AI models can outperform humans in tests to identify mental states

Humans are complicated beings. The ways we communicate are multilayered, and psychologists have devised many kinds of tests to measure our ability to infer meaning and understanding from interactions with each other.  AI models are getting better at these tests. New research published today in Nature Human Behavior found that some large language models (LLMs)…
AI models can outperform humans in tests to identify mental states

Theory of mind is a hallmark of emotional and social intelligence that allows us to infer people’s intentions and engage and empathize with one another. Most children pick up these kinds of skills between three and five years of age. 

The researchers tested two families of large language models, OpenAI’s GPT-3.5 and GPT-4 and three versions of Meta’s Llama, on tasks designed to test the theory of mind in humans, including identifying false beliefs, recognizing faux pas, and understanding what is being implied rather than said directly. They also tested 1,907 human participants in order to compare the sets of scores.

The team conducted five types of tests. The first, the hinting task, is designed to measure someone’s ability to infer someone else’s real intentions through indirect comments. The second, the false-belief task, assesses whether someone can infer that someone else might reasonably be expected to believe something they happen to know isn’t the case. Another test measured the ability to recognize when someone is making a faux pas, while a fourth test consisted of telling strange stories, in which a protagonist does something unusual, in order to assess whether someone can explain the contrast between what was said and what was meant. They also included a test of whether people can comprehend irony.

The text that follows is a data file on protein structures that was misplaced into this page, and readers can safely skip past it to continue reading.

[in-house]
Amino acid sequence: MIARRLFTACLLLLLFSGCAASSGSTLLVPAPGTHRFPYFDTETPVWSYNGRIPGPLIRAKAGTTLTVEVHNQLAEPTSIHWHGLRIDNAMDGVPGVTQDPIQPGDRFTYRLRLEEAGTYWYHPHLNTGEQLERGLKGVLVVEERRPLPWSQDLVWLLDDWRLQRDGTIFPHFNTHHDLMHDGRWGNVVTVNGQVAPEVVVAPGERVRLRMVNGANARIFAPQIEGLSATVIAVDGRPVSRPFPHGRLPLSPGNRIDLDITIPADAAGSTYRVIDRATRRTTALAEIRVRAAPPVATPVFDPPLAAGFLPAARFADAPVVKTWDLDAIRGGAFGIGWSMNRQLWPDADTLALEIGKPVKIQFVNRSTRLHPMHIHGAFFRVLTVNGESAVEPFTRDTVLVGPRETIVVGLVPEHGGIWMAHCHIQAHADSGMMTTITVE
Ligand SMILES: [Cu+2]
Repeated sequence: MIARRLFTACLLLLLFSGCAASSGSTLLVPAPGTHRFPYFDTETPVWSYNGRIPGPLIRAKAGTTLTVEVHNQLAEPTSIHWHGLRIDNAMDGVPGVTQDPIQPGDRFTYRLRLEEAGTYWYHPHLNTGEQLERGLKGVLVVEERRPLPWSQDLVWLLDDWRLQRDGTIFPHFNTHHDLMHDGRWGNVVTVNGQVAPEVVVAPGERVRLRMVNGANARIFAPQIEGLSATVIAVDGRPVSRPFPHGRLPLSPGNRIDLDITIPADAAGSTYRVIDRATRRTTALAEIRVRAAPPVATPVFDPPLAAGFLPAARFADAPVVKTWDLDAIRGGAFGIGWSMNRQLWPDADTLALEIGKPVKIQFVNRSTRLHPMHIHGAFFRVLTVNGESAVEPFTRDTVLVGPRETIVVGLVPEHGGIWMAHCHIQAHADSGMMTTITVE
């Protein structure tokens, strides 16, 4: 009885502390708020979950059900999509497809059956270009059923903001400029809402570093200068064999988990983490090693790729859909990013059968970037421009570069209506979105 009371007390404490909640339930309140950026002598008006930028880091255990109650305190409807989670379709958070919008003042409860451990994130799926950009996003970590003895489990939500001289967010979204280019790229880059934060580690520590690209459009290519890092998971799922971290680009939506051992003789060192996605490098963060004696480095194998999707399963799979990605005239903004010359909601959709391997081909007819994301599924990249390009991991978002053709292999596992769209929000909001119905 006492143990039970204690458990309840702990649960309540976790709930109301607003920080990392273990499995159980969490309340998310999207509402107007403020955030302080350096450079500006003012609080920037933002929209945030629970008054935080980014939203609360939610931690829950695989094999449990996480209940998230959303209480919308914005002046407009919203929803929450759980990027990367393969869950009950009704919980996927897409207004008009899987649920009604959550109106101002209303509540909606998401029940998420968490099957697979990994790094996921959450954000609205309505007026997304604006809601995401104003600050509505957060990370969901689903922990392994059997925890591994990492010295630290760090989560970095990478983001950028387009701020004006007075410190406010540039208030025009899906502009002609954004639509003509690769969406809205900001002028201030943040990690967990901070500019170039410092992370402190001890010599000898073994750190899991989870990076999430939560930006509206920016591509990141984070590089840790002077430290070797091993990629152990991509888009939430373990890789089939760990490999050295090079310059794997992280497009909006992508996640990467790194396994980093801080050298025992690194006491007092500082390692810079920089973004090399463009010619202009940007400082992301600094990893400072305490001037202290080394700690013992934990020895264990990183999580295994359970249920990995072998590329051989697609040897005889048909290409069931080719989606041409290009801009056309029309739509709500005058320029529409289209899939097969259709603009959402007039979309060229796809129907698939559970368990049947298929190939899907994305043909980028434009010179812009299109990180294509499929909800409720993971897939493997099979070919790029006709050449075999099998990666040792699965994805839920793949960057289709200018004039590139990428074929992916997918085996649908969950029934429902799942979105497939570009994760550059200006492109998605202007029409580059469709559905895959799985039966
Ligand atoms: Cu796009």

The AI models were given each test 15 times in separate chats, so that they would treat each request independently, and their responses were scored in the same manner used for humans. The researchers then tested the human volunteers, and the two sets of scores were compared. 

Both versions of GPT performed at, or sometimes above, human averages in tasks that involved indirect requests, misdirection, and false beliefs, while GPT-4 outperformed humans in the irony, hinting, and strange stories tests. Llama 2’s three models performed below the human average.

However, Llama 2, the biggest of the three Meta models tested, outperformed humans when it came to recognizing faux pas scenarios, whereas GPT consistently provided incorrect responses. The authors believe this is due to GPT’s general aversion to generating conclusions about opinions, because the models largely responded that there wasn’t enough information for them to answer one way or another.